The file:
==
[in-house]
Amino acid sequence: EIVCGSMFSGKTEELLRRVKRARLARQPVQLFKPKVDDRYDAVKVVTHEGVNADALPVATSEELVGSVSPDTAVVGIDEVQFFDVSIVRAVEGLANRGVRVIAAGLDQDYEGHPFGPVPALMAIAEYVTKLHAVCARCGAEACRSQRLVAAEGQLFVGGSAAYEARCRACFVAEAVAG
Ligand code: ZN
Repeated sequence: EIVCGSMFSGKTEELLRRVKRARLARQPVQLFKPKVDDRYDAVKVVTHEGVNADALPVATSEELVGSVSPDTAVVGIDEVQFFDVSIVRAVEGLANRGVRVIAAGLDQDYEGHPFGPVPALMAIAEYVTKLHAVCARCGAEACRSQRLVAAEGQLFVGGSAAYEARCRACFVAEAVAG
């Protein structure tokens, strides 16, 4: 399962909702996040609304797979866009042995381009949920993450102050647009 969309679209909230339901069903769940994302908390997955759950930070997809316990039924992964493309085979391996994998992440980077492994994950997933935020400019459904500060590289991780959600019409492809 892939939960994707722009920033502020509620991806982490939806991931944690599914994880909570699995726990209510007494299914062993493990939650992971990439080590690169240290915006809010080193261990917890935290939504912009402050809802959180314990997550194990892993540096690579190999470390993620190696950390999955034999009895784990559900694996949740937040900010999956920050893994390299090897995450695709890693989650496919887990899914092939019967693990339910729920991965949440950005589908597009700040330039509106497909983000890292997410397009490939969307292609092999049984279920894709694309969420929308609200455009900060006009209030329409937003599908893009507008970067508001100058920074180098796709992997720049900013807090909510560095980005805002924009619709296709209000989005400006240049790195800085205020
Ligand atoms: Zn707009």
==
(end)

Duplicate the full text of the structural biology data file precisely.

[in-house]
Amino acid sequence: EIVCGSMFSGKTEELLRRVKRARLARQPVQLFKPKVDDRYDAVKVVTHEGVNADALPVATSEELVGSVSPDTAVVGIDEVQFFDVSIVRAVEGLANRGVRVIAAGLDQDYEGHPFGPVPALMAIAEYVTKLHAVCARCGAEACRSQRLVAAEGQLFVGGSAAYEARCRACFVAEAVAG
Ligand code: ZN
Repeated sequence: EIVCGSMFSGKTEELLRRVKRARLARQPVQLFKPKVDDRYDAVKVVTHEGVNADALPVATSEELVGSVSPDTAVVGIDEVQFFDVSIVRAVEGLANRGVRVIAAGLDQDYEGHPFGPVPALMAIAEYVTKLHAVCARCGAEACRSQRLVAAEGQLFVGGSAAYEARCRACFVAEAVAG
């Protein structure tokens, strides 16, 4: 399962909702996040609304797979866009042995381009949920993450102050647009 969309679209909230339901069903769940994302908390997955759950930070997809316990039924992964493309085979391996994998992440980077492994994950997933935020400019459904500060590289991780959600019409492809 892939939960994707722009920033502020509620991806982490939806991931944690599914994880909570699995726990209510007494299914062993493990939650992971990439080590690169240290915006809010080193261990917890935290939504912009402050809802959180314990997550194990892993540096690579190999470390993620190696950390999955034999009895784990559900694996949740937040900010999956920050893994390299090897995450695709890693989650496919887990899914092939019967693990339910729920991965949440950005589908597009700040330039509106497909983000890292997410397009490939969307292609092999049984279920894709694309969420929308609200455009900060006009209030329409937003599908893009507008970067508001100058920074180098796709992997720049900013807090909510560095980005805002924009619709296709209000989005400006240049790195800085205020
Ligand atoms: Zn707009």